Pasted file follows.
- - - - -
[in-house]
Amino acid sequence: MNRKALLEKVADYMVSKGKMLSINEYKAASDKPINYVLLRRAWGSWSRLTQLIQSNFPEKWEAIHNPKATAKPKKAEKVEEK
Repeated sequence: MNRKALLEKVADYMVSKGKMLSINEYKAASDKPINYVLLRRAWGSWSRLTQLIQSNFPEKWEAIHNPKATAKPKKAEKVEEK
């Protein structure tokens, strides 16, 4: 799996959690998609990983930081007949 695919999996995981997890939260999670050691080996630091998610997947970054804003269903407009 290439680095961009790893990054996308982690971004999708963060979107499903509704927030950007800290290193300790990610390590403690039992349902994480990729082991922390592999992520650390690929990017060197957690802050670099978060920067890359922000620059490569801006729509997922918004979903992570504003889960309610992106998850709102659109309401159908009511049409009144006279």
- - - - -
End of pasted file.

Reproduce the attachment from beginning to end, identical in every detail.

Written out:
[in-house]
Amino acid sequence: MNRKALLEKVADYMVSKGKMLSINEYKAASDKPINYVLLRRAWGSWSRLTQLIQSNFPEKWEAIHNPKATAKPKKAEKVEEK
Repeated sequence: MNRKALLEKVADYMVSKGKMLSINEYKAASDKPINYVLLRRAWGSWSRLTQLIQSNFPEKWEAIHNPKATAKPKKAEKVEEK
């Protein structure tokens, strides 16, 4: 799996959690998609990983930081007949 695919999996995981997890939260999670050691080996630091998610997947970054804003269903407009 290439680095961009790893990054996308982690971004999708963060979107499903509704927030950007800290290193300790990610390590403690039992349902994480990729082991922390592999992520650390690929990017060197957690802050670099978060920067890359922000620059490569801006729509997922918004979903992570504003889960309610992106998850709102659109309401159908009511049409009144006279």